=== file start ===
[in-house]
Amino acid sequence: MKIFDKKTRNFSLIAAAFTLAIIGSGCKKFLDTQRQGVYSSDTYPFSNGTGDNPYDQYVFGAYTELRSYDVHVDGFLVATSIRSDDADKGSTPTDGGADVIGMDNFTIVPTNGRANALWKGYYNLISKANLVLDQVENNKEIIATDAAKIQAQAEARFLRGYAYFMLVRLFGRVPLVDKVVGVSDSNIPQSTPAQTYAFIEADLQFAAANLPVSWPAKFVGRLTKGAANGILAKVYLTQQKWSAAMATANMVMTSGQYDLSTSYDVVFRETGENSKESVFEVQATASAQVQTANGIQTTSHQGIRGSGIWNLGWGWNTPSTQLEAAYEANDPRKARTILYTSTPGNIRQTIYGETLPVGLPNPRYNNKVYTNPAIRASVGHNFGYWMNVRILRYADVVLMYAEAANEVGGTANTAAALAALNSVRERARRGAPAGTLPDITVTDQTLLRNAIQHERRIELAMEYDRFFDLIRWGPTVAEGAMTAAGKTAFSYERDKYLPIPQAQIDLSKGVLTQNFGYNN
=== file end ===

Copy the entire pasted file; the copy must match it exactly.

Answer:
[in-house]
Amino acid sequence: MKIFDKKTRNFSLIAAAFTLAIIGSGCKKFLDTQRQGVYSSDTYPFSNGTGDNPYDQYVFGAYTELRSYDVHVDGFLVATSIRSDDADKGSTPTDGGADVIGMDNFTIVPTNGRANALWKGYYNLISKANLVLDQVENNKEIIATDAAKIQAQAEARFLRGYAYFMLVRLFGRVPLVDKVVGVSDSNIPQSTPAQTYAFIEADLQFAAANLPVSWPAKFVGRLTKGAANGILAKVYLTQQKWSAAMATANMVMTSGQYDLSTSYDVVFRETGENSKESVFEVQATASAQVQTANGIQTTSHQGIRGSGIWNLGWGWNTPSTQLEAAYEANDPRKARTILYTSTPGNIRQTIYGETLPVGLPNPRYNNKVYTNPAIRASVGHNFGYWMNVRILRYADVVLMYAEAANEVGGTANTAAALAALNSVRERARRGAPAGTLPDITVTDQTLLRNAIQHERRIELAMEYDRFFDLIRWGPTVAEGAMTAAGKTAFSYERDKYLPIPQAQIDLSKGVLTQNFGYNN